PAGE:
Baltic Sea becomes world's first to ban cruise vessels from dumping waste water offshore. According to a decision announced by the International Maritime Organization this May, starting in 2019 all new ships entering the Baltic must either take their waste water away with them or pump it on land to be treated. In 2021 the rules will be extended to include older ships as well.
The timeframe still leaves the sea vulnerable in the interim. Currently, untreated waste water can be dumped 12 nautical miles (13.8 land miles) offshore and treated sewage just 3 nautical miles (3.5 land miles), which is why Port Helsinki announced sweeteners that will encourage visiting ships to stop dumping at sea now. Taken all together, they show the Baltic region taking a lead that other heavily frequented or vulnerable marine areas could well follow.
The city of Helsinki isn’t waiting until 2019 for the no-dump laws to kick in.
If the Baltic region is showing leadership in the issue, it’s because it badly needs to. This year, the European Commission pronounced it “one of the most polluted seas in the world.” Cruise ships aren’t the key problem behind this of course. The Baltic’s waters have actually been most heavily blighted by two other factors. One is poor urban wastewater management, especially in the numerous cities along the sea’s Eastern and Southern coasts. The other is agricultural waste and fertilizer run-off. Combined, these two pollution sources fill the sea with nutrients that cause vast algae blooms that severely deplete sea water’s oxygen levels.
The Baltic Sea Action Plan, introduced in 2007, has done much to help matters, improving wastewater management in St Petersburg Russia (sea’s largest port city), Baltic States and Poland, albeit not yet in the heavily polluting Russian city of Kaliningrad. But with algal blooms still commonplace, the region’s countries still need to attack pollution on all fronts, and even if they aren’t the main problem, cruise liners are nonetheless a major source of all sorts of filth.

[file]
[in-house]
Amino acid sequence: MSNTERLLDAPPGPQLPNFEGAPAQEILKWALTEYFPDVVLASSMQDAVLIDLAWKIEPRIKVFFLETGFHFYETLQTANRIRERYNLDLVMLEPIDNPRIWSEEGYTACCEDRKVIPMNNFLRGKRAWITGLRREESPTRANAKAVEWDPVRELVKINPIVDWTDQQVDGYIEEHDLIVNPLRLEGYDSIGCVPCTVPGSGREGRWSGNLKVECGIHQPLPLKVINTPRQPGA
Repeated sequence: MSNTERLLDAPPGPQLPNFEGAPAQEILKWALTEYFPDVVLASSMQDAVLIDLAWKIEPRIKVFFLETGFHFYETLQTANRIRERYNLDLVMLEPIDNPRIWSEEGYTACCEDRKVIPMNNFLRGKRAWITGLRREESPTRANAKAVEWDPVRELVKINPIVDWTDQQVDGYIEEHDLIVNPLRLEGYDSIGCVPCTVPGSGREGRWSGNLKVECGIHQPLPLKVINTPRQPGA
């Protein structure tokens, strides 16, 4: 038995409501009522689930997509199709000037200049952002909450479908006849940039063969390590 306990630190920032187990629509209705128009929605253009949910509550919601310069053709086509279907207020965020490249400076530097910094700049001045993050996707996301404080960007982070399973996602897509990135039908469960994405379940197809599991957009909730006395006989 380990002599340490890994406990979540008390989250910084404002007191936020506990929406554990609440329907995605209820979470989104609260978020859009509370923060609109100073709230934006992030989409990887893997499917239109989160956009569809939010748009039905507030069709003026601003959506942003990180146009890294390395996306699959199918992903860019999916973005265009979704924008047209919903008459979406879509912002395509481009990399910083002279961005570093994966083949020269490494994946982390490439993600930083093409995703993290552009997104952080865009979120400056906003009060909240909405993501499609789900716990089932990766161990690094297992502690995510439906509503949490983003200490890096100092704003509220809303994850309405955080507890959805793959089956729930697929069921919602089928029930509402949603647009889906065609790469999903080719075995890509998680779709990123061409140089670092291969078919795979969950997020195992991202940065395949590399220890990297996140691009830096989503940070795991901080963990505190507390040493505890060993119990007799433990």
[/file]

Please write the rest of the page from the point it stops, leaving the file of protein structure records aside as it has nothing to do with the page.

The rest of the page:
That’s why the city of Helsinki isn’t waiting until 2019 for the no-dump laws to kick in. It can’t really afford to. Over 236 ships will dock in the city’s harbor this summer, according to Finnish broadcaster YLE, and 12 large cruise liners will dock there within the next fortnight alone. In order to keep its waters relatively clear, the Port of Helsinki is offering a 20 percent discount to vessels that pump their waste on land to be treated. The uptake for this offer is likely to be all but unanimous, because ships that dock in the port must all pay the fee, whether they actually off-load waste there or not. Simply by taking advantage of a service they’ve already paid for, ships can cut their overheads. The offer should also get them used to using a service that will be mandatory for all ships after 2021.